My involvement with Partula conservation dates back to 1992 when I studied the ecology of Euglandina in order to answer fundamental questions about its biology and impacts. My Euglandina research hoped to find some way of controlling the predator, but sadly I had to conclude that it is there to stay. During that research I traveled to Polynesia to investigate the situation in the islands and to rescue any last surviving Partula. I concentrated on the island of Raiatea, one of the last to be invaded by Euglandina and the centre of Partula diversity. Before Euglandina arrived in about 1984 Raiatea had been home to 33 species of Partula. In 1992 I collected the very last surviving animals; 88 snails belonging to just three species!
The last survivors (1992):
|Partula faba||Partula navigatoria||Partula labrusca|
Partula faba - the most widespread Raiatean species and the first Partula to be described (from a shell collected on Captain Cook's first round-the-world voyage). This ought to have been an adaptable species but it has never thrived in captivity and the last one died in February 2016.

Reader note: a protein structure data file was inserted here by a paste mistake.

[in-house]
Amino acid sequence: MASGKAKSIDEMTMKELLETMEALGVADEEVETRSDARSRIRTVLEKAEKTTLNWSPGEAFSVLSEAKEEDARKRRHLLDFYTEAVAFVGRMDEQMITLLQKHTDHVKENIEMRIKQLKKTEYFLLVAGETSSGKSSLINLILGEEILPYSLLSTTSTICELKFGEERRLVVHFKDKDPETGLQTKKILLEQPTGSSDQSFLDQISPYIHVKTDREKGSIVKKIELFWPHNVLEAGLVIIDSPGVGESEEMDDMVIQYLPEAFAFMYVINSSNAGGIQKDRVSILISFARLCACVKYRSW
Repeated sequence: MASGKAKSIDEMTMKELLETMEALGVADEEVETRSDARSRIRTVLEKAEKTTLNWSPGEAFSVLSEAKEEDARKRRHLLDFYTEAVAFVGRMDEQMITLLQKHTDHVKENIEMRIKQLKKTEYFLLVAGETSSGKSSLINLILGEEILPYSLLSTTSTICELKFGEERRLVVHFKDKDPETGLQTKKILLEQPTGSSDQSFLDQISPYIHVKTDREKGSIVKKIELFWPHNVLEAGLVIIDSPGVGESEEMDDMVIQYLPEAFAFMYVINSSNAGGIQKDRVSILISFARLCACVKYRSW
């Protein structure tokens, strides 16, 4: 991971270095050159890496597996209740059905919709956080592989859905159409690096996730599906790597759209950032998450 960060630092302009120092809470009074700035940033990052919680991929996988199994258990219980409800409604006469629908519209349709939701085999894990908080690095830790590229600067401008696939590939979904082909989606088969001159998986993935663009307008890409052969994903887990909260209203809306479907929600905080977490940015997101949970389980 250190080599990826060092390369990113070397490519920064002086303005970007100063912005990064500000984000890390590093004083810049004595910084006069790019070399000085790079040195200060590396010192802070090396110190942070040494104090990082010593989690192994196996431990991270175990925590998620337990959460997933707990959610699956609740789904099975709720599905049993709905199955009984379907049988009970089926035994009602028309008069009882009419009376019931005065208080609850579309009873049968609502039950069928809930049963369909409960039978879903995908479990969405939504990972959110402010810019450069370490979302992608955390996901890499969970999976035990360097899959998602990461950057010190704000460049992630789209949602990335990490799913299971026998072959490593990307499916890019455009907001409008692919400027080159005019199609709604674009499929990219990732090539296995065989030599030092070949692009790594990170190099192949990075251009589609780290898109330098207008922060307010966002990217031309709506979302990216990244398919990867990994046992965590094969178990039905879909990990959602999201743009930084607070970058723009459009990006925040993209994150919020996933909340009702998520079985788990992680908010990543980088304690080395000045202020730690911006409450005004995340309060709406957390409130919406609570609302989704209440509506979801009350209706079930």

Partula labrusca - a little known species from a strange high-altitude plateau. Sadly high-altitude Partula have always been difficult to keep and the last descendant of my labrusca died in 2002, adding another name to the list of Euglandina's victims.
My renewed interest in these icons of extinction is four-fold:
2. What enables some Partula to survive, and how can we use that to save the remaining species?
- 3. How will Euglandina and the new additional threat of a predatory flatworm respond to changes in the environment- are such changes opportunities or further challenges?
4. How will climate change affect the situation?
Climate change may be particularly significant at high-altitude sites and these are of exceptional interest. In the higher sites surprising discoveries still remain to be made. When I collected on Raiatea I did not quite rescue the last survivors for in 2006 the botanist Jean-Yves Meyer discovered three individuals of a new species of Partula on the top of the highest point of the island. This almost inaccessible peak still supports what must be a tiny population of Partula meyeri, or at least it did in 2006. Has Euglandina found them since then? If not how far away is it? How is the ecosystem coping with changing climate patterns? These are some of the questions I have been addressing, including with field research in 2017.